Decentralizing Healthcare in Digital India

Confronted with a population that’s overwhelming and highly diverse (1.2 billion), India is faced with a constant need

Confronted with a population that’s overwhelming and highly diverse (1.2 billion), India is faced with a constant need to find enterprising and innovative ways to leverage its limited healthcare infrastructure to reach out to more and more people. The lack of infrastructure is a big deterrent in providing care for citizens outside the cities. One wonders, therefore, if decentralization can really help to solve this problem.

In an effort to find answers to such questions, a group of healthcare leaders came together recently at the Philips Healthcare Conclave held at the Taj Vivanta, Bangalore. The panel discussion featured industry leaders and experts such as Mr. Arvind Sivaramakrishnan- CIO, Apollo Hospital Enterprise Ltd., Dr. Ashwin Naik- Co- founder & Director, Vaatsalya Healthcare, Dr. Rishi Bhatnagar- Global Head, Digital Enterprise Services at Mahindra, Mr. Ravi Ramaswamy – Sr. Director, Philips Healthcare and Mr. Ritesh Baglani at Helion Ventures.

Presented with the opportunity to moderate the panel, I was able to procure a few answers to the question before us all. And of course, to leverage digital would not only help the nation but also prove to be an added incentive to my portfolio.

The problem in India as stated in earlier posts is that most of its citizens hail from the country’s villages and hinterlands. There are only little less than 6,50,000 villages in the country and most of them have a population of less than 1000. Obviously, understanding that traditional methods may not help, there is a pressing need to uncover new methodologies to solve this problem. And the panel discussion sought to do just that.

It kicked off defining what is decentralization and what is digital before delving into the core issue of why decentralization is required in the healthcare sector.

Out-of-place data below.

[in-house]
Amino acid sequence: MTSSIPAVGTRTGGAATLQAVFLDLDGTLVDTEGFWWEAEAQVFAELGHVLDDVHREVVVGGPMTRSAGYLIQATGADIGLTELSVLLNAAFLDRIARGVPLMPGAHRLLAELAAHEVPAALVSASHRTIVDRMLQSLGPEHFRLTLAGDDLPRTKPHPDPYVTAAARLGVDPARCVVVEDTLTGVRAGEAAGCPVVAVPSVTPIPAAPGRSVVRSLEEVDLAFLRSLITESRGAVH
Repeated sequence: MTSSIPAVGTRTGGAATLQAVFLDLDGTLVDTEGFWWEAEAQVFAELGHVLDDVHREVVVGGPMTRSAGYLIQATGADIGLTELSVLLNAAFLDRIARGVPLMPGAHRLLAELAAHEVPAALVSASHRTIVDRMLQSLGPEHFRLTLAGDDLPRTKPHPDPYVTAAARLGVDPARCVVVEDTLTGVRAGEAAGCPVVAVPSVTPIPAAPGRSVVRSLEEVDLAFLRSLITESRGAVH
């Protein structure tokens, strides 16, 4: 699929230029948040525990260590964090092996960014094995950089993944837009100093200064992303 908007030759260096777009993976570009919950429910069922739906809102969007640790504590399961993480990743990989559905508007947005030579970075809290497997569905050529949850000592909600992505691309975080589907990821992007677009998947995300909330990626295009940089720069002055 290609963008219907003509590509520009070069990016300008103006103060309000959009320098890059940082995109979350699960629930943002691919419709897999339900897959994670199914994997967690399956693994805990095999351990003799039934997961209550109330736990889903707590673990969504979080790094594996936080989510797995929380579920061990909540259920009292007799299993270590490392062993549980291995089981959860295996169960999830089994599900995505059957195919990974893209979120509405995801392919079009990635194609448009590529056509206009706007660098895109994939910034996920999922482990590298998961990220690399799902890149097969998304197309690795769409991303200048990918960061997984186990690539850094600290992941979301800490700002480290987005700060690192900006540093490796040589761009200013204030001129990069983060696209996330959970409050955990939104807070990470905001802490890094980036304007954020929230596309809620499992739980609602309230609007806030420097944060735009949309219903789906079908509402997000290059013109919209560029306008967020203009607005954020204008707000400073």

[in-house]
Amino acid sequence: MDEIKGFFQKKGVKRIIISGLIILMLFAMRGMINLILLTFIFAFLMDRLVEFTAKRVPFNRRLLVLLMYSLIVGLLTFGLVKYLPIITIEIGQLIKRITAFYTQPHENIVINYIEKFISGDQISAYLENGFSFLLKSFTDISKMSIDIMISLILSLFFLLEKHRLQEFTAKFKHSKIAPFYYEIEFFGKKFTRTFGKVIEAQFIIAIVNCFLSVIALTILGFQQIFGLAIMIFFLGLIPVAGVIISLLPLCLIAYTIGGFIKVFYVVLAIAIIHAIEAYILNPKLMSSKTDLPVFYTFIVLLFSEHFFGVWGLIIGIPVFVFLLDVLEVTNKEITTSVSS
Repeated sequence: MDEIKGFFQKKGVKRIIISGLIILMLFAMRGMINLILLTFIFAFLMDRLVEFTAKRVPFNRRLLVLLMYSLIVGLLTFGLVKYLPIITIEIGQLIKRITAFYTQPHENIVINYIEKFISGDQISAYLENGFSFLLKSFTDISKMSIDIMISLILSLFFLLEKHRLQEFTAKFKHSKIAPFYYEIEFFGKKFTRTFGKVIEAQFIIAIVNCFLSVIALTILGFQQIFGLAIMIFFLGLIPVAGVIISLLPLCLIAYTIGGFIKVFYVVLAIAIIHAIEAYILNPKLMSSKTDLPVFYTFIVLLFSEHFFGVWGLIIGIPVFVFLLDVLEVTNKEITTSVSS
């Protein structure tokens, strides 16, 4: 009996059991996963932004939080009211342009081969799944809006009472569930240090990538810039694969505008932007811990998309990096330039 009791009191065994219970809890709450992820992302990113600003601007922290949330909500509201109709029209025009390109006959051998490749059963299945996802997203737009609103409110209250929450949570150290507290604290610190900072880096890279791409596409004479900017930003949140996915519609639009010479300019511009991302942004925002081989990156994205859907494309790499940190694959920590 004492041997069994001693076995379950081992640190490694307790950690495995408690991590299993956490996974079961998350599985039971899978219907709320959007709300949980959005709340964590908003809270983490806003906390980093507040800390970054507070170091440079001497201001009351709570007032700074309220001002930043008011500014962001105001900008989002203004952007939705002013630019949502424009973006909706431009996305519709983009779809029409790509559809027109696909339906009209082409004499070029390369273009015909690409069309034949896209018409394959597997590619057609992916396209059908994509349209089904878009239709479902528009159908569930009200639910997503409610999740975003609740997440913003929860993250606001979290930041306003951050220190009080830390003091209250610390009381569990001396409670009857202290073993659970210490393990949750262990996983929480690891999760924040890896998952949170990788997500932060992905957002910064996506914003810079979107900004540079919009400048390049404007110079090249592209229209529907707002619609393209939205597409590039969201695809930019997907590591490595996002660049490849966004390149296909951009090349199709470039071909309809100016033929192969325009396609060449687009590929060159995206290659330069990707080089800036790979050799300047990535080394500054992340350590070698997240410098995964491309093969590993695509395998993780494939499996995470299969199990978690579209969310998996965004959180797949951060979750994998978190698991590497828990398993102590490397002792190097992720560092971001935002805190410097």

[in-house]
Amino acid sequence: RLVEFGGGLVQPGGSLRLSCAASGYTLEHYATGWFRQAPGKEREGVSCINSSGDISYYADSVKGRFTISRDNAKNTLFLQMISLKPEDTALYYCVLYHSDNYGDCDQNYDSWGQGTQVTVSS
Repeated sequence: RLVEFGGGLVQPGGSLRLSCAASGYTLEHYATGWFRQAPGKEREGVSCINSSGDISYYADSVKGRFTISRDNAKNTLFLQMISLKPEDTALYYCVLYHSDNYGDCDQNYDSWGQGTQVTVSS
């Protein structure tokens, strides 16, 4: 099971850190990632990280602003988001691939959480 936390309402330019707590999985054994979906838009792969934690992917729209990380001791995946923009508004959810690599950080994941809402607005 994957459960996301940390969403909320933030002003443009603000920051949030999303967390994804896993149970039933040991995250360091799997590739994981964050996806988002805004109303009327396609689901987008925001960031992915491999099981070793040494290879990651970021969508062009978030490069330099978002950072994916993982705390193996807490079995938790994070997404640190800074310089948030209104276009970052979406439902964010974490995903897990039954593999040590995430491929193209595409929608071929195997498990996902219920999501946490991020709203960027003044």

Arvind set the stage by helping us understand why all functions cannot be decentralized- while access to care can, but decentralization of delivery is not quite possible. A valid point considering that it requires expertise, training and capability- something that cannot be replicated very easily. As a science that both doctors and hospitals have spent time mastering, care delivery via hospitals is more dependable than resorting to solutions from untrained and ill-informed quacks or godmen. Ritesh too, corroborated the stand taken by Arvind on decentralized access and centralized delivery sighting the example of start ups like Life Cell that are using this model and leveraging digital to the fullest.

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One of the interesting aspects of a panel discussion is that one is faced with multiple views on the same topic that helps put one’s opinions and the subject itself in perspective. Ashwin Naik for instance, made a strong case for the need to understand that innovation isn’t just about creating a better ECG system but to discover a better way to monitor overall health. Start-ups, he opined had a significant role to play in the process of decentralization, and expressed that he foresaw a future without hospitals where care was delivered home, especially in cases of monitoring and could also be tracked on a digital backbone.